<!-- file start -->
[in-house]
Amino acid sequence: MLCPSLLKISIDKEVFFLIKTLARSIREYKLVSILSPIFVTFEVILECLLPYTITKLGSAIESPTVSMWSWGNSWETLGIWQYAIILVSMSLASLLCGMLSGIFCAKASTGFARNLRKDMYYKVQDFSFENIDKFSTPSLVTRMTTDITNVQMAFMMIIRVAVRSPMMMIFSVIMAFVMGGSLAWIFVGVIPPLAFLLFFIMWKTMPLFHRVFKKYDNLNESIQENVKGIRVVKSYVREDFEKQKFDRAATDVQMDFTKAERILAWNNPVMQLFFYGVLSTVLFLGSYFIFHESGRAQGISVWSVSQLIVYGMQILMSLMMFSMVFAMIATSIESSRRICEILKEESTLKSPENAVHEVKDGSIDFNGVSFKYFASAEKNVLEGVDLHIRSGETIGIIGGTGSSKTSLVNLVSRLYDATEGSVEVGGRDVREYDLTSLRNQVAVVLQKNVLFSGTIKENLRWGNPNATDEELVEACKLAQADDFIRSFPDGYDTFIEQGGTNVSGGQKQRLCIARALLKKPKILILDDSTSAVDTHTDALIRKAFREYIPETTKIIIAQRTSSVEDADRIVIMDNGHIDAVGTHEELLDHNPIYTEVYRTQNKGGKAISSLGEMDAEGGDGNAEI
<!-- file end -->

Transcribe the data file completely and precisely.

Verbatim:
[in-house]
Amino acid sequence: MLCPSLLKISIDKEVFFLIKTLARSIREYKLVSILSPIFVTFEVILECLLPYTITKLGSAIESPTVSMWSWGNSWETLGIWQYAIILVSMSLASLLCGMLSGIFCAKASTGFARNLRKDMYYKVQDFSFENIDKFSTPSLVTRMTTDITNVQMAFMMIIRVAVRSPMMMIFSVIMAFVMGGSLAWIFVGVIPPLAFLLFFIMWKTMPLFHRVFKKYDNLNESIQENVKGIRVVKSYVREDFEKQKFDRAATDVQMDFTKAERILAWNNPVMQLFFYGVLSTVLFLGSYFIFHESGRAQGISVWSVSQLIVYGMQILMSLMMFSMVFAMIATSIESSRRICEILKEESTLKSPENAVHEVKDGSIDFNGVSFKYFASAEKNVLEGVDLHIRSGETIGIIGGTGSSKTSLVNLVSRLYDATEGSVEVGGRDVREYDLTSLRNQVAVVLQKNVLFSGTIKENLRWGNPNATDEELVEACKLAQADDFIRSFPDGYDTFIEQGGTNVSGGQKQRLCIARALLKKPKILILDDSTSAVDTHTDALIRKAFREYIPETTKIIIAQRTSSVEDADRIVIMDNGHIDAVGTHEELLDHNPIYTEVYRTQNKGGKAISSLGEMDAEGGDGNAEI